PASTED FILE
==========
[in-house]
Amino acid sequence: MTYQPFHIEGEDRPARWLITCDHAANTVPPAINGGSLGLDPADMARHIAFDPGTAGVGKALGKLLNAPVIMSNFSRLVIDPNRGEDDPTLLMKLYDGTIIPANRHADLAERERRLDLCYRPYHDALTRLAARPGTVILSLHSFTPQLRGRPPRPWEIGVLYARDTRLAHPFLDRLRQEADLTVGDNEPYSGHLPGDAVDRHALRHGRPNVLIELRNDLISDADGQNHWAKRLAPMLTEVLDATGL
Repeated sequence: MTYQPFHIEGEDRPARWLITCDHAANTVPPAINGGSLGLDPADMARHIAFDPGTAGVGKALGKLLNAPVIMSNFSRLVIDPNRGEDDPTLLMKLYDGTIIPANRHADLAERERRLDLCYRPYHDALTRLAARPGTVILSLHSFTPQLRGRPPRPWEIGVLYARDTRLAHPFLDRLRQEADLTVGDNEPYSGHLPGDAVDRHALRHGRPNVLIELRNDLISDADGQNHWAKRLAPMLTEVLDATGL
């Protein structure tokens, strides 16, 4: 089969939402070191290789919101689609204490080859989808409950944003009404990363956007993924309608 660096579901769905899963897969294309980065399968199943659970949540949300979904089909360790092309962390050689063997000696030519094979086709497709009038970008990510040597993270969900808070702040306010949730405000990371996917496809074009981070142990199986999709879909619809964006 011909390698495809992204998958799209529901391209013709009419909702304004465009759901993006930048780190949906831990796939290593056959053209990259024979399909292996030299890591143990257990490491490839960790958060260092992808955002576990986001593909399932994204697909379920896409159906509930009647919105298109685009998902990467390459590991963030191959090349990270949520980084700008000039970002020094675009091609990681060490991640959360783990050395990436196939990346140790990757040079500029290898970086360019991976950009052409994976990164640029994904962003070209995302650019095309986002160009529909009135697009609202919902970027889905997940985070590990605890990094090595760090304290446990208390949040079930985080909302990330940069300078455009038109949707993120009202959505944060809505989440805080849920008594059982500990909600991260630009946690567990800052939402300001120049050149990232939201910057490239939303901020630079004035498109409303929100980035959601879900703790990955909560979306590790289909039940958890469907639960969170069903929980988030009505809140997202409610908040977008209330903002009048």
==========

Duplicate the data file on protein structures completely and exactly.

[in-house]
Amino acid sequence: MTYQPFHIEGEDRPARWLITCDHAANTVPPAINGGSLGLDPADMARHIAFDPGTAGVGKALGKLLNAPVIMSNFSRLVIDPNRGEDDPTLLMKLYDGTIIPANRHADLAERERRLDLCYRPYHDALTRLAARPGTVILSLHSFTPQLRGRPPRPWEIGVLYARDTRLAHPFLDRLRQEADLTVGDNEPYSGHLPGDAVDRHALRHGRPNVLIELRNDLISDADGQNHWAKRLAPMLTEVLDATGL
Repeated sequence: MTYQPFHIEGEDRPARWLITCDHAANTVPPAINGGSLGLDPADMARHIAFDPGTAGVGKALGKLLNAPVIMSNFSRLVIDPNRGEDDPTLLMKLYDGTIIPANRHADLAERERRLDLCYRPYHDALTRLAARPGTVILSLHSFTPQLRGRPPRPWEIGVLYARDTRLAHPFLDRLRQEADLTVGDNEPYSGHLPGDAVDRHALRHGRPNVLIELRNDLISDADGQNHWAKRLAPMLTEVLDATGL
């Protein structure tokens, strides 16, 4: 089969939402070191290789919101689609204490080859989808409950944003009404990363956007993924309608 660096579901769905899963897969294309980065399968199943659970949540949300979904089909360790092309962390050689063997000696030519094979086709497709009038970008990510040597993270969900808070702040306010949730405000990371996917496809074009981070142990199986999709879909619809964006 011909390698495809992204998958799209529901391209013709009419909702304004465009759901993006930048780190949906831990796939290593056959053209990259024979399909292996030299890591143990257990490491490839960790958060260092992808955002576990986001593909399932994204697909379920896409159906509930009647919105298109685009998902990467390459590991963030191959090349990270949520980084700008000039970002020094675009091609990681060490991640959360783990050395990436196939990346140790990757040079500029290898970086360019991976950009052409994976990164640029994904962003070209995302650019095309986002160009529909009135697009609202919902970027889905997940985070590990605890990094090595760090304290446990208390949040079930985080909302990330940069300078455009038109949707993120009202959505944060809505989440805080849920008594059982500990909600991260630009946690567990800052939402300001120049050149990232939201910057490239939303901020630079004035498109409303929100980035959601879900703790990955909560979306590790289909039940958890469907639960969170069903929980988030009505809140997202409610908040977008209330903002009048």